Healthcare is a fundamental right of every citizen. Under no circumstances should it become victim, particularly under a politically-made situation. There have been several reports about healthcare problems in the Kashmir valley after imposition of curbs on 5th August 2019.
Dr Arun Mitra, Co-President International Physicians for the Prevention of Nuclear war (IPPNW) a Nobel Peace Prize winning organization in 1985 and then in 2017 as a partner in International Campaign to Abolish Nuclear Weapons (ICAN) and Senior Vice President Indian Doctors for Peace and Development (IDPD), visited the Kashmir valley in this regard to assess the healthcare situation there after the imposition of curbs.
Some doctors belonging to Alliance of Doctors for Ethical Healthcare (ADEH) had requested the union Home Minister to facilitate their visit to the valley but unfortunately the minister did not care to reply.
The issue was highlighted after Dr. Omar, urologist, was detained when he requested for removal of curbs on movement of doctors and patients and ensure supply of medical equipment needed for dialysis and other problems.
Psychological issues are aplenty and are going to take a big toll of the society in times to come. People are living under extremely stressful conditions, a feeling of defeat and being cheated. They fear talking about their feelings to anyone.
There is a complete lack of trust. There is a general feeling that over eleven thousand people have been detained and sent to other states, put in jails in Agra, Delhi and being maltreated in extremely inhumane conditions. Such information must definitely increase their stress and fill them with anger and helplessness.
Children are filled with stress and anger and have not been attending schools for over 70 days. Younger ones ask their parents why they cannot go to school. They miss their friends and classes. The youth must fear losing their career as the colleges are shut, too.
For the ones that are open, parents are fearful for the lives of their children and do not allow them to go. Lack of communication makes it dangerous as they would lose any way of connecting to them.
The absence of telecommunication services prevents the general population from contacting any doctors in case of emergencies, Dr Mitra has found. A miniscule population has landline telephones, which are working but erratically.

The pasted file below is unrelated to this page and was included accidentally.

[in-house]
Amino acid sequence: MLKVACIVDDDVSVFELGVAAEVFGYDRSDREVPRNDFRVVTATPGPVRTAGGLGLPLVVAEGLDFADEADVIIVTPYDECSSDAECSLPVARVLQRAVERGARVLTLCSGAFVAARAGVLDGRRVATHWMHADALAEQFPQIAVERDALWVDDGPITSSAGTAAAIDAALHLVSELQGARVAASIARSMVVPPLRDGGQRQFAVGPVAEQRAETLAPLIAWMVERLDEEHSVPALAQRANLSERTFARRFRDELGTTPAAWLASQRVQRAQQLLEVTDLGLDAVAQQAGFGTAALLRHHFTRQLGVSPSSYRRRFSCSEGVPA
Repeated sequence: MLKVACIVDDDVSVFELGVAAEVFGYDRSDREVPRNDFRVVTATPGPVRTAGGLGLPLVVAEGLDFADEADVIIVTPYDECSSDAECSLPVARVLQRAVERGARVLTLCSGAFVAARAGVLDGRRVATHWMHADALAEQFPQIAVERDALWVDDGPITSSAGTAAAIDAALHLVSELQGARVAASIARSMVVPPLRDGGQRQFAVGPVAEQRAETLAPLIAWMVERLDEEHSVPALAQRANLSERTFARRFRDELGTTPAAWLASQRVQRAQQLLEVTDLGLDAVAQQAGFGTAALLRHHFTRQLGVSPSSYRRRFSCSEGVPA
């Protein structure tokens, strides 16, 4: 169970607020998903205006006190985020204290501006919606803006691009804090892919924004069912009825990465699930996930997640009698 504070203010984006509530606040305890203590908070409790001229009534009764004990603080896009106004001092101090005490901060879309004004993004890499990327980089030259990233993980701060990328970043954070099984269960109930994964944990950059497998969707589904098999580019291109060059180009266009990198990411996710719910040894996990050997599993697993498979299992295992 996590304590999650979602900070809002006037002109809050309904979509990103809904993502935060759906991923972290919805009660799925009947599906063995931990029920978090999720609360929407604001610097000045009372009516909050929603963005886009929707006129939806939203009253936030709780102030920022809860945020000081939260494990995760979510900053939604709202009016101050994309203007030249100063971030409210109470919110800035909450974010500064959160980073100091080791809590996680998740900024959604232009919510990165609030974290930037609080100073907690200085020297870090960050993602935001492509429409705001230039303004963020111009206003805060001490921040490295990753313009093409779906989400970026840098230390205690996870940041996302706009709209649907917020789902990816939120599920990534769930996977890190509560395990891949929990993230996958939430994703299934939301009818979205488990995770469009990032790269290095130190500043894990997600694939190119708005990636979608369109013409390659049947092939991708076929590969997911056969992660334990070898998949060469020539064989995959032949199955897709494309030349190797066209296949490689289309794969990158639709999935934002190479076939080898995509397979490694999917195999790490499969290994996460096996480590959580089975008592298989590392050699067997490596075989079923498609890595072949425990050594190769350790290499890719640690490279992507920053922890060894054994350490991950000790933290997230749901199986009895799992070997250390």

Cross consultation among doctors is no go as they cannot reach each other either. In the event that a patient has to be taken to a doctor, absence of any public transport system makes it quite difficult, especially from far flung areas.
In the absence of internet, placing an order for supply of drugs and medical equipment is tough. Billing is tedious. There is a shortage of the anti-cancer and anti-diabetic drugs.
Since no business activity has been taking place, people’s economic situation is deteriorating. The lives of daily wage earners, small business, transporters and the shikara drivers are hit the most.
The people had stocked up on staples like rice, but these are surely running out. People from low socio economic strata were quite vocal that their first necessity is food to survive. It is obvious that when there is no proper nutrition, their physical health will suffer immensely, too.
According to Dr Mitra, the J&K Government must ensure an extensive drug supply, movement of patients and doctors without hassle at any time of day, and restore communication networks including mobile phones and internet services immediately.
Further, arrested persons, starting with children, should be released immediately. There must be a dialogue with all stake holders and ensure constitutional rights of the people of Jammu & Kashmir.
Any increase in tension between India and Pakistan is dangerous. Any escalation in tension between the two could pose threat of use of nuclear weapons which would be disastrous for the whole world and would put over 2 billion people at risk of starvation and death. To prevent this, a dialogue between the two countries is essential, says Dr Mitra.
Satyaki Chakraborty is a freelance journalist Views are personal. Picture courtesy: Web